Lilly Workneh: I’ve always had a goal and dream of telling stories that amplify the Black experience in a children’s book. Rebel Girls came to me in the fall of 2020 about the idea and mentioned I would be collaborating with CaShawn, the mother of the #BlackGirlMagic movement. It was a great sign to me that the book would be authentic in carrying on the spirit of #BlackGirlMagic.
CaShawn Thompson: Rebel Girls thought it would be a good idea for me to write a letter to the reader, which became the foreword. As a writer, I’m much more personal when I say “Dear Reader” as opposed to just delivering an introduction. I think this book’s lessons serve as tools to combat social situations.
Carter: Which #BlackGirlMagic stories did you both find most inspiring?
Workneh: It’s hard for me to pick a favorite, but most of my standouts have backgrounds in storytelling. Joy-Ann Reid, for example, is a mentor and inspiration of mine who is featured in the book. Another would be Octavia Butler, the mother of afro-futurism and a science fiction legend. I also enjoy some of the little-known stories of Black women like Margaret Busby, the first UK Black publisher. Every Black woman is magical. #BlackGirlMagic is not something you obtain or acquire, it’s who you are. It’s not just in the women who break barriers, it’s also in the everyday ways we exist.
Thompson: I’m driven by social good. When we were picking women for the book, my daughter reminded me to choose the Black woman who made me feel important and set the stage for the work I do today. So I chose humanitarian Mother Clara McBride Hale. I have a background in early childhood education so her work impacting women, infants, and families resonated with me.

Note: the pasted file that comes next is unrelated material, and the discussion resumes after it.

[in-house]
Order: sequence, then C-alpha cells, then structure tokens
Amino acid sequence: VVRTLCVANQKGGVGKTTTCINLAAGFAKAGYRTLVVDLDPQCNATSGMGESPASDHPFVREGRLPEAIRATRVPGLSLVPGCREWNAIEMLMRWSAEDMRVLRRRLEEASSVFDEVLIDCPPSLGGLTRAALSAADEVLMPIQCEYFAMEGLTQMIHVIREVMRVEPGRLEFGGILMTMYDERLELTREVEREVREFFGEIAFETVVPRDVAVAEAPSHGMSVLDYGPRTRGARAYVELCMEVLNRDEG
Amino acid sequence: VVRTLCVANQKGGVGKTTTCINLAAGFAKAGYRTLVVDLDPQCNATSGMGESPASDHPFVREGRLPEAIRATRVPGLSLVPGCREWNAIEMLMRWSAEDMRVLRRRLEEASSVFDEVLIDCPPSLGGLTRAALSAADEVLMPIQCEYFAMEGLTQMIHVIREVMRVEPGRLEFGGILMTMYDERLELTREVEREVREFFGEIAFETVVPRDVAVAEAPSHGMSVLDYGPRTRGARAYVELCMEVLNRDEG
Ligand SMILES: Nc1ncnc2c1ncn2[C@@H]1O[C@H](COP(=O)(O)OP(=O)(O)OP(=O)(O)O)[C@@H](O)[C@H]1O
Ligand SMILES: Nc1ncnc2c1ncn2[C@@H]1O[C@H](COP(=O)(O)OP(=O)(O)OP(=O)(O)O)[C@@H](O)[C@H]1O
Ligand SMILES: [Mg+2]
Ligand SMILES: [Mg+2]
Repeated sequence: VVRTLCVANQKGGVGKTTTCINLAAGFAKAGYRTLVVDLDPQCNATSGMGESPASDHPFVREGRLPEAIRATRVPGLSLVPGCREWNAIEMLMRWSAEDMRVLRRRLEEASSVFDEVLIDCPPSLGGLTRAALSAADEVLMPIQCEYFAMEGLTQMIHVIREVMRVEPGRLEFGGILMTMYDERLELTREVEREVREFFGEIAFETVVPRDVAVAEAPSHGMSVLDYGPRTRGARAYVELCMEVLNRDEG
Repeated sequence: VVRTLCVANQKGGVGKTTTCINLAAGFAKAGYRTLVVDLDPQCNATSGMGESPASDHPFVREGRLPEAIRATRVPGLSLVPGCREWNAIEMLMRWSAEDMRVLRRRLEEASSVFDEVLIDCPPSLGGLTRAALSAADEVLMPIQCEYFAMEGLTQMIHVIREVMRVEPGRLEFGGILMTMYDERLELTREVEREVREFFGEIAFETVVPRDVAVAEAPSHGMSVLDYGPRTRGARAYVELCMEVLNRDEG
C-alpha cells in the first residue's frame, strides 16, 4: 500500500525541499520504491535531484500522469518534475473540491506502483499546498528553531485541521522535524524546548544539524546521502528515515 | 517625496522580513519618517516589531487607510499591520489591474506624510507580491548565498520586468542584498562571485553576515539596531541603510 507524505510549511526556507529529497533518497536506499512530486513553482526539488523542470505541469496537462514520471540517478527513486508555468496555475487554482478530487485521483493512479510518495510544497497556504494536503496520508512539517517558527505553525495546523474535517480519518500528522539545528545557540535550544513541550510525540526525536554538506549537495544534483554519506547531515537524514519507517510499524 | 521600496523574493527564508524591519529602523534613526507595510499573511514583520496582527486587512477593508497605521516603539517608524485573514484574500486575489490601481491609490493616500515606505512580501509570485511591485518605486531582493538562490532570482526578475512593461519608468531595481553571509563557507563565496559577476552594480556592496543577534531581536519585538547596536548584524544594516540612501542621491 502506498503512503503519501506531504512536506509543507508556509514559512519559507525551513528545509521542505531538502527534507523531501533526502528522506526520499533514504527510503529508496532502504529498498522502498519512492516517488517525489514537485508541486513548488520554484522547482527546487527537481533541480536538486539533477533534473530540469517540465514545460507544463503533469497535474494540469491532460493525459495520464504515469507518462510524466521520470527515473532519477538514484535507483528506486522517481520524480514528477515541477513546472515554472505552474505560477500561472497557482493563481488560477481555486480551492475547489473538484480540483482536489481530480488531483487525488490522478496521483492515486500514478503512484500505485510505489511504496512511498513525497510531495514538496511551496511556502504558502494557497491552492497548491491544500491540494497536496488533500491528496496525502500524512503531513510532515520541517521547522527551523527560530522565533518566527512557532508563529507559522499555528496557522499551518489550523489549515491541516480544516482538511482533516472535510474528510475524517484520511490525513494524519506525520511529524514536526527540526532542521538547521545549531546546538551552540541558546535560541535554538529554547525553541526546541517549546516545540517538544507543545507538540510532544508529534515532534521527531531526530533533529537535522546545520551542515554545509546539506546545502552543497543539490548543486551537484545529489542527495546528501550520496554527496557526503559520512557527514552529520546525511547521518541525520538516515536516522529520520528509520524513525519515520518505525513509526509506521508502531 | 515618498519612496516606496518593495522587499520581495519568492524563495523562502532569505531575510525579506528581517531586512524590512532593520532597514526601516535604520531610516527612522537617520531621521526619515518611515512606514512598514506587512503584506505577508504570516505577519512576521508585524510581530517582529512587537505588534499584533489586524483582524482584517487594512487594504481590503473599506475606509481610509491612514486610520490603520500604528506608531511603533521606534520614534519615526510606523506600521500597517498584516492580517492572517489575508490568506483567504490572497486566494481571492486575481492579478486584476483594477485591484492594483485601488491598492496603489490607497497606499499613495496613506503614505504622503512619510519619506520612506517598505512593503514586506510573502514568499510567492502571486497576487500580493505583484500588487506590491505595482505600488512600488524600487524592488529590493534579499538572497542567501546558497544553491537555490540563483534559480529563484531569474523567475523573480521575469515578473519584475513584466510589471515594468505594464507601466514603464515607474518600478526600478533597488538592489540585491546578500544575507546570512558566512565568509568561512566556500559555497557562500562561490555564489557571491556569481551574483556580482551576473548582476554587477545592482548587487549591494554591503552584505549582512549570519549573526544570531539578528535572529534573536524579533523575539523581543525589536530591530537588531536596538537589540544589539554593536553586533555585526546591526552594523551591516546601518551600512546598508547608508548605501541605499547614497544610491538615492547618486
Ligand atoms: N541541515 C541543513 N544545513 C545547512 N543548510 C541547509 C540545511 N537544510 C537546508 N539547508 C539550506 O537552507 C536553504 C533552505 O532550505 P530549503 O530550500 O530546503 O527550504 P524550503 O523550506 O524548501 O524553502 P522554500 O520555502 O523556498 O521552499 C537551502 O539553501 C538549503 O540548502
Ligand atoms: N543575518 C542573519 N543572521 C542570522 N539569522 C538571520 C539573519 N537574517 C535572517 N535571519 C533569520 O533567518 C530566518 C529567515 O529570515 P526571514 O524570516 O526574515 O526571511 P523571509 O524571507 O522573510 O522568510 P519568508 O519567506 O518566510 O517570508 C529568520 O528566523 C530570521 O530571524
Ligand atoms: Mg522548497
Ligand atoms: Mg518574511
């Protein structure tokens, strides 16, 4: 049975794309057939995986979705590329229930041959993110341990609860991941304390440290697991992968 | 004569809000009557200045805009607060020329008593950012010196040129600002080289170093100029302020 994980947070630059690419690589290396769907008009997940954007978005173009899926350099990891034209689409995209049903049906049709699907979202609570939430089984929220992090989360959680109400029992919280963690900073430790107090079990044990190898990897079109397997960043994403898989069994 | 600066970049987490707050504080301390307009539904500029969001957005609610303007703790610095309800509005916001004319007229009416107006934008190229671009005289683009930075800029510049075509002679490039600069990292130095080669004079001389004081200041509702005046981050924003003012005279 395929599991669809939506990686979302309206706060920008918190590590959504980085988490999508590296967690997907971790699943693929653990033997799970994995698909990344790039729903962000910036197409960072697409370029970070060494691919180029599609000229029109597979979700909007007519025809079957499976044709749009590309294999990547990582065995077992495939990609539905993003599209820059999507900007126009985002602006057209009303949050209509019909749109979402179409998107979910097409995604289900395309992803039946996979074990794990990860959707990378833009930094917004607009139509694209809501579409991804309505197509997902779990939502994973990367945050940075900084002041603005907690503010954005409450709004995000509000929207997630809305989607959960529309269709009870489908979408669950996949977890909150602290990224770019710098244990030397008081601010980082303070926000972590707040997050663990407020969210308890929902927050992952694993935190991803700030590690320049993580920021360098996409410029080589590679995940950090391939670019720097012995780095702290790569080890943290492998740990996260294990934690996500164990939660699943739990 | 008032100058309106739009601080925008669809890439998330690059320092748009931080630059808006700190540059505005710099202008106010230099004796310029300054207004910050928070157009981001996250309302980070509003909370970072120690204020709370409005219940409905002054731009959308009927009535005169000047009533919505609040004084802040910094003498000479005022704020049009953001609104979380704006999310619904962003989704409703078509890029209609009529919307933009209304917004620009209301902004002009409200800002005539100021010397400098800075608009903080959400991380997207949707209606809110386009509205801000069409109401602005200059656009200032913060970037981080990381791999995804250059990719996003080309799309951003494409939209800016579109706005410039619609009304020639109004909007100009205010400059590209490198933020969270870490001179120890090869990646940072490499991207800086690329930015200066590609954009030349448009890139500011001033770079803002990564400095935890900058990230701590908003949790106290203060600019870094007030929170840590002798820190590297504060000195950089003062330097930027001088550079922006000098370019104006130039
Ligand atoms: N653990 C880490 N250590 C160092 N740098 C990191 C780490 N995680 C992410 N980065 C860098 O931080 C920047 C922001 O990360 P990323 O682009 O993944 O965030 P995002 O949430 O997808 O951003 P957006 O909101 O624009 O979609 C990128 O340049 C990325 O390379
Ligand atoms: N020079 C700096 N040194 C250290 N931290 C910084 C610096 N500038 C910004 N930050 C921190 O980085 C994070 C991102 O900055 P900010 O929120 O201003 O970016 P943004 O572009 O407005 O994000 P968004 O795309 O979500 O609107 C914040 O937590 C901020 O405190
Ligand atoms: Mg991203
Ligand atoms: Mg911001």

Carter: Lilly, your favorites are interesting, especially considering the relationship between Black women and storytelling. They’re large consumers of all creative content, including books. What impact do you think this book will have on them?
Workneh: I think Good Night Stories for Rebel Girls: 100 Real-Life Tales of Black Girl Magic does a good job of featuring Black characters and deliberately trying to close the diversity gap. Many children’s books speak to boys and center on their experiences or feature animals as the main character. They don’t share the stories of Black women in non-fictional ways. There are also themes and keywords highlighted throughout each story that ties back to the glossary. We were also intentional about the fairytale-style format of the book; we wanted to flip that narrative on its head and use it to tell real Black stories and real-world challenges that feel magical.